Making subjects and verbs agree

Making subjects and verbs agree
Adapted from
The Bedford Handbook
Making subjects and verbs agree
Seventh Edition
Make the verb agree with its subject, not with a word that comes between.
Word groups often come between the subject and the verb in a sentence. Such word groups,
usually modifying the subject, may contain a noun that at first appears to be the subject. By
mentally stripping away such modifiers, you can isolate the noun that is in fact the subject.
The samples on the tray in the lab need testing.
High levels of air pollution causes
/ damage to the respiratory
The subject is levels, not pollution. Strip away the phrase of air pollution to hear the correct verb: levels cause.
NOTE: Phrases beginning with the prepositions as well as, in addition to, accompanied by,
together with, and along with do not make a singular subject plural.
The governor as well as his press secretary were shot.
To emphasize that two people were shot, the writer could use
and instead: The governor and his press secretary were shot.
Treat most subjects joined with and as plural.
A subject with two or more parts is said to be compound. If the parts are connected by and,
the subject is nearly always plural.
Leon and Jan often jog together.
Jill’s natural ability and her desire to help others has led to a
career in the ministry.
Ability and desire is a plural subject, so its verb should be
When the parts of the subject form a single unit or when they refer to the same
person or thing, treat the subject as singular.
Sue’s friend and adviser was surprised by her decision.
When a compound subject is preceded by each or every, treat it as singular.
Every car, truck, and van is required to pass inspection.
This exception does not apply when a compound subject is followed by each: Alan and Marcia
each have different ideas.
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With subjects joined with or or nor (or with either . . . or or neither . . . nor ),
make the verb agree with the part of the subject nearer to the verb.
If an infant or a child are having difficulty breathing, seek
medical attention immediately.
Neither the lab assistant nor the students was able to down-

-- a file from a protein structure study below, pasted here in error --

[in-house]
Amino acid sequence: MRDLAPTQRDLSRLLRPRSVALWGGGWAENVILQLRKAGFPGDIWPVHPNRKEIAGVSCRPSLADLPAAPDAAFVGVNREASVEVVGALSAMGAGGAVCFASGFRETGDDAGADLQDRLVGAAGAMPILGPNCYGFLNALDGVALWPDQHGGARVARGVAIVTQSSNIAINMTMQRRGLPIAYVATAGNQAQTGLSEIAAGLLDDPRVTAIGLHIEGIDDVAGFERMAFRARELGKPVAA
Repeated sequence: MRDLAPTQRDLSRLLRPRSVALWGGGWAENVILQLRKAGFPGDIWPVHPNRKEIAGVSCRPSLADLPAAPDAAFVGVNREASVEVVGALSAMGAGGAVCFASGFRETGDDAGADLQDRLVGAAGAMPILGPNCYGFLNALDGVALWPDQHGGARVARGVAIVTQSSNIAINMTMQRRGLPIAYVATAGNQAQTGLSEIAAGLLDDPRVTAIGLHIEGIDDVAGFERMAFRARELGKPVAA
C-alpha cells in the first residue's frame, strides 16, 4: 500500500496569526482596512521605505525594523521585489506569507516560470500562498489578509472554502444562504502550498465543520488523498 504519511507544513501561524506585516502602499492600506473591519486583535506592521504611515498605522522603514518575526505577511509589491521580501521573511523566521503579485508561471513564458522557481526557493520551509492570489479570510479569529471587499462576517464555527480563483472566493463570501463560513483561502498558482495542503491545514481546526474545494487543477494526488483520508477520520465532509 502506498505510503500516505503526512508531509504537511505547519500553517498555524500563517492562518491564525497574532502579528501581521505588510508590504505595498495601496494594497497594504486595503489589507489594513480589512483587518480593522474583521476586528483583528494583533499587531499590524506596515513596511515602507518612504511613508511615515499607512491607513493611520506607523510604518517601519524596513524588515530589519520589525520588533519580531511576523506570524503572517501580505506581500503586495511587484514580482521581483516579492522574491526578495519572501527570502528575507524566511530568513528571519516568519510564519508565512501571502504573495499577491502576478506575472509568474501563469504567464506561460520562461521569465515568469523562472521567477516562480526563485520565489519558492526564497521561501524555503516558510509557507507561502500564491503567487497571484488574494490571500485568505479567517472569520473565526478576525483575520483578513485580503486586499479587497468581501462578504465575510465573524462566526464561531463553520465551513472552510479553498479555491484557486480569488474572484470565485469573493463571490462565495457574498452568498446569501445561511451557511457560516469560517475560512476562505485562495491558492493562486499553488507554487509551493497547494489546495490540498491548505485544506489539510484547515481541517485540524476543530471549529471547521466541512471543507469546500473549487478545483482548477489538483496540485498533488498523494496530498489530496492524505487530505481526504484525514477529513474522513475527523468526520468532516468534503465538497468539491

load the information.
The verb must be matched with the part of the subject closer
to it: child is in the first sentence, students were in the second.
NOTE: If one part of the subject is singular and the other is plural, put the plural one last to
avoid awkwardness.
Treat most indefinite pronouns as singular.
Indefinite pronouns are pronouns that do not refer to specific persons or things. The following
commonly used indefinite pronouns are singular.
no one
Many of these words appear to have plural meanings, and they are often treated as such in
casual speech. In formal written English, however, they are nearly always treated as singular.
Each of the furrows have been seeded.
Everybody who signed up for the snowboarding trip were
taking lessons.
The subjects of these sentences are Each and Everybody. These
indefinite pronouns are third-person singular, so the verbs
must be has and was.
A few indefinite pronouns (all, any, none, some) may be singular or plural depending on
the noun or pronoun they refer to.
Some of our luggage was lost. None of his advice makes sense.
Some of the rocks are slippery. None of the eggs were broken.
When the meaning of none is emphatically “not one,” none may be treated as singular:
None [meaning “Not one”] of the eggs was broken. However, some experts advise using not one
instead: Not one of the eggs was broken.
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Treat collective nouns as singular unless the meaning is clearly plural.
Collective nouns such as jury, committee, audience, crowd, class, troop, family, and couple
name a class or a group. In American English, collective nouns are nearly always treated as
singular: They emphasize the group as a unit. Occasionally, when there is some reason to
draw attention to the individual members of the group, a collective noun may be treated as
To underscore the notion of individuality in the second sentence, many writers would add a
clearly plural noun such as members.
The class respects the teacher.